Translator Disclaimer
25 May 2011 The building block approach to airborne pod structures
Author Affiliations +
The certification and testing of new airborne structures is a costly undertaking. This paper presents which measures can be taken to limit the cost and certification required in order to improve the capabilities of the current airborne as-sets, by applying a building block approach to the design and certification of airborne pod structures. A simple way of improving aircraft capabilities is by adding external pod structures, which has been performed for many applications over many years. However, this paper describes a truly modular approach, in which a typical airborne pod structure may be reconfigured to many various roles, with only limited re-certification requirements. Using existing or general aerodynamic shapes, the basic outer shape for the external store is defined, which is then combined with a modular substructure which can accommodate a large variety of electronic and/or optical sensors. This also allows the airborne pod structure to perform several intelligence collecting operations during the same sortie, thereby limiting the time spent near the danger area. The re-use of existing substructure modules reduces the cost and leadtime of the design phase allowing for a rapid entry into service. The modular design, relying on proven interface systems between the building blocks, significantly reduces risk involved in new programs. The certification process is also discussed in order to optimize the use of the pod structure modularity and certification requirements in order to simplify the certification task, by drawing similarity to existing designs. Finally the paper covers how modularity is implemented in new composite pod designs with stealth capabilities.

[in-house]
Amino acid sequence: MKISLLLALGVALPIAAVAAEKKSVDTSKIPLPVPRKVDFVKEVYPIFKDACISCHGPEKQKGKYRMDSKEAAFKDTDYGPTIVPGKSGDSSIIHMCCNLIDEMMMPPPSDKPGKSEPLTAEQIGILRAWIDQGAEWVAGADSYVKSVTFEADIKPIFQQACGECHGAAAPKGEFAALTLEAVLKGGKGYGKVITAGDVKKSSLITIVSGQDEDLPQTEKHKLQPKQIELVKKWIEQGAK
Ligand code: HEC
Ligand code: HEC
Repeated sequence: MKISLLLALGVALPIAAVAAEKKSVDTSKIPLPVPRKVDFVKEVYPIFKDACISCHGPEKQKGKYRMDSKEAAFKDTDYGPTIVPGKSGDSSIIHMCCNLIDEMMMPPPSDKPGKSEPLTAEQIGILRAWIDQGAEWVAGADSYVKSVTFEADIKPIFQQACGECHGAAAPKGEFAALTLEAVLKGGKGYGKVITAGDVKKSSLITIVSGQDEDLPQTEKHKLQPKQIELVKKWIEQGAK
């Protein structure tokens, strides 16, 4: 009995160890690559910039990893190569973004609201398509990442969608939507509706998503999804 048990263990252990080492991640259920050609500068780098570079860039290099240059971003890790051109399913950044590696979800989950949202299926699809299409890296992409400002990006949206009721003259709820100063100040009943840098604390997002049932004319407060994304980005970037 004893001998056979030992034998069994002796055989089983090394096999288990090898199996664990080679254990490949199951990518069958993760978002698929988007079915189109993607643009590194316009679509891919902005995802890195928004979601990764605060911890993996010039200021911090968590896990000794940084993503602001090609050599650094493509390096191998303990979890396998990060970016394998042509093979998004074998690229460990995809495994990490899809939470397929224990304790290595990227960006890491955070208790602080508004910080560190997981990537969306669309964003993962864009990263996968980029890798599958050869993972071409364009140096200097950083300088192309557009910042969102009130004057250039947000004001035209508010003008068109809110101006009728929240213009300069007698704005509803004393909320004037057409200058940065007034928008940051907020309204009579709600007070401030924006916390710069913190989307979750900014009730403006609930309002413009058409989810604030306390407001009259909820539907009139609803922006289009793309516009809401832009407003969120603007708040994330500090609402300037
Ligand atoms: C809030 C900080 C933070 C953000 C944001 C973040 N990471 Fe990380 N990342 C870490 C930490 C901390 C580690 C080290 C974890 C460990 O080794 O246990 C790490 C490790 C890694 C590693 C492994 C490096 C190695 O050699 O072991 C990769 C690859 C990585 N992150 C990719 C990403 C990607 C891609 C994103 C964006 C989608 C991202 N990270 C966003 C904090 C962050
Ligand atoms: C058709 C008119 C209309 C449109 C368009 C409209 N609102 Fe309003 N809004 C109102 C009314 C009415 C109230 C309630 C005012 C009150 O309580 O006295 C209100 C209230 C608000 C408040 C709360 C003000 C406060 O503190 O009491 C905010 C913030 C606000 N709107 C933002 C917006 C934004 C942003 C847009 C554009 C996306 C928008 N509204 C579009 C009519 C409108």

© (2011) COPYRIGHT Society of Photo-Optical Instrumentation Engineers (SPIE). Downloading of the abstract is permitted for personal use only.
Jan D. Johansson "The building block approach to airborne pod structures", Proc. SPIE 8020, Airborne Intelligence, Surveillance, Reconnaissance (ISR) Systems and Applications VIII, 80200E (25 May 2011);


Comments on airborne ISR radar utilization
Proceedings of SPIE (May 11 2016)
Advanced Tactical Air Reconnaissance System
Proceedings of SPIE (December 11 1981)
SMARTPOD: The United Kingdom ISR systems testbed
Proceedings of SPIE (December 06 1999)
Airborne reconnaissance into the 21st century
Proceedings of SPIE (November 04 1998)

Back to Top